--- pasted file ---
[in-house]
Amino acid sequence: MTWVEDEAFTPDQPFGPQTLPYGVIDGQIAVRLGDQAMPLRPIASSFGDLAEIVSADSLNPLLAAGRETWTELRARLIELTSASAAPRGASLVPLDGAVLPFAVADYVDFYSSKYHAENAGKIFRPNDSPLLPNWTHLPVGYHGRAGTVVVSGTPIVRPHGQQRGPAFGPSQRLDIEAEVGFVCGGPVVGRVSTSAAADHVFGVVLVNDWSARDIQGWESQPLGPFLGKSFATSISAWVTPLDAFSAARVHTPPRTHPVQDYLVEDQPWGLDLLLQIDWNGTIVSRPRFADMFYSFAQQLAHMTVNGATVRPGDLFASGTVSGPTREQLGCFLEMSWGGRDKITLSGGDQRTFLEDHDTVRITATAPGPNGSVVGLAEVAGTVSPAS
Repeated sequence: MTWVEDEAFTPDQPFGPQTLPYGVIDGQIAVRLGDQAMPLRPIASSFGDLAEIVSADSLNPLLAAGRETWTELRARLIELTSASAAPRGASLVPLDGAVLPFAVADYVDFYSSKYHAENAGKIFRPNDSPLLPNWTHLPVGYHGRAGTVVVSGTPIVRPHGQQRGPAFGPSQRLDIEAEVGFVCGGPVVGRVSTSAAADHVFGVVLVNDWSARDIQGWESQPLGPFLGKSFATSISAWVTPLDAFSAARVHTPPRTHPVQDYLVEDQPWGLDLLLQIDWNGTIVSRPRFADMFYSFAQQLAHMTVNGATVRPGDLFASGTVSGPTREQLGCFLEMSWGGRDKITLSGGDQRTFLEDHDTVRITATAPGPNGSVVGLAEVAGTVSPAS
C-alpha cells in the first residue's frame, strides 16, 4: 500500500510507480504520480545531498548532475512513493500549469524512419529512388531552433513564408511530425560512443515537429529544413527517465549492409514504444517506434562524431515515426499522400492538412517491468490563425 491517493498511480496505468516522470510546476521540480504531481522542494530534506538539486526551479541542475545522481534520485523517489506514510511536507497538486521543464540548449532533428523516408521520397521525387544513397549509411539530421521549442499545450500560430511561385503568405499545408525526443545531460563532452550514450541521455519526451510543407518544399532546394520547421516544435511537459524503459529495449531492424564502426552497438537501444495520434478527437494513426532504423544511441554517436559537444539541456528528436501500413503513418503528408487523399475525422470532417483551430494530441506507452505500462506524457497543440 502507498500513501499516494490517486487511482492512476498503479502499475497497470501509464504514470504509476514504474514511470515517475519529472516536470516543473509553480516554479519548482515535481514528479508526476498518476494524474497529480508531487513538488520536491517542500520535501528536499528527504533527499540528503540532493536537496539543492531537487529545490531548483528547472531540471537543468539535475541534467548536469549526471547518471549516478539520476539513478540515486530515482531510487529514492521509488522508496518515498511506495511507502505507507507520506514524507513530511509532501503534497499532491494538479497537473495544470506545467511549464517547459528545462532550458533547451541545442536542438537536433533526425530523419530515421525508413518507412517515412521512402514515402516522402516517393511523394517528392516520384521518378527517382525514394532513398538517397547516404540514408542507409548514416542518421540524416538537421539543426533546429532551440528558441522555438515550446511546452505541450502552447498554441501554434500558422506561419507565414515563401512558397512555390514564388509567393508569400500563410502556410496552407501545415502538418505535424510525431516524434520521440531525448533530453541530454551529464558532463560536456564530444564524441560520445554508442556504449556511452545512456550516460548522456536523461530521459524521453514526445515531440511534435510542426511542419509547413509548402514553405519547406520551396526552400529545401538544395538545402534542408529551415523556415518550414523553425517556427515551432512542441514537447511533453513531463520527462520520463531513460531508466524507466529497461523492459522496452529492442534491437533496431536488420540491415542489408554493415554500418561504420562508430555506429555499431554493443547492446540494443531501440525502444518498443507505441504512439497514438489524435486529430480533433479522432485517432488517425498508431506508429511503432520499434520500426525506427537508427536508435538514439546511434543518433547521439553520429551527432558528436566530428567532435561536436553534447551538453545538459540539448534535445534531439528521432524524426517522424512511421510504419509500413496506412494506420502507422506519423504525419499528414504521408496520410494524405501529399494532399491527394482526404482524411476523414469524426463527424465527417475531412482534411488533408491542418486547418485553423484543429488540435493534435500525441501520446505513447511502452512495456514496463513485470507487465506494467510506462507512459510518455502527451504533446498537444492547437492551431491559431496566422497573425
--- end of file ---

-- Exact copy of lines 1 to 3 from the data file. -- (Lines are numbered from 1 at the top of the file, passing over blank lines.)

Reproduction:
[in-house]
Amino acid sequence: MTWVEDEAFTPDQPFGPQTLPYGVIDGQIAVRLGDQAMPLRPIASSFGDLAEIVSADSLNPLLAAGRETWTELRARLIELTSASAAPRGASLVPLDGAVLPFAVADYVDFYSSKYHAENAGKIFRPNDSPLLPNWTHLPVGYHGRAGTVVVSGTPIVRPHGQQRGPAFGPSQRLDIEAEVGFVCGGPVVGRVSTSAAADHVFGVVLVNDWSARDIQGWESQPLGPFLGKSFATSISAWVTPLDAFSAARVHTPPRTHPVQDYLVEDQPWGLDLLLQIDWNGTIVSRPRFADMFYSFAQQLAHMTVNGATVRPGDLFASGTVSGPTREQLGCFLEMSWGGRDKITLSGGDQRTFLEDHDTVRITATAPGPNGSVVGLAEVAGTVSPAS
Repeated sequence: MTWVEDEAFTPDQPFGPQTLPYGVIDGQIAVRLGDQAMPLRPIASSFGDLAEIVSADSLNPLLAAGRETWTELRARLIELTSASAAPRGASLVPLDGAVLPFAVADYVDFYSSKYHAENAGKIFRPNDSPLLPNWTHLPVGYHGRAGTVVVSGTPIVRPHGQQRGPAFGPSQRLDIEAEVGFVCGGPVVGRVSTSAAADHVFGVVLVNDWSARDIQGWESQPLGPFLGKSFATSISAWVTPLDAFSAARVHTPPRTHPVQDYLVEDQPWGLDLLLQIDWNGTIVSRPRFADMFYSFAQQLAHMTVNGATVRPGDLFASGTVSGPTREQLGCFLEMSWGGRDKITLSGGDQRTFLEDHDTVRITATAPGPNGSVVGLAEVAGTVSPAS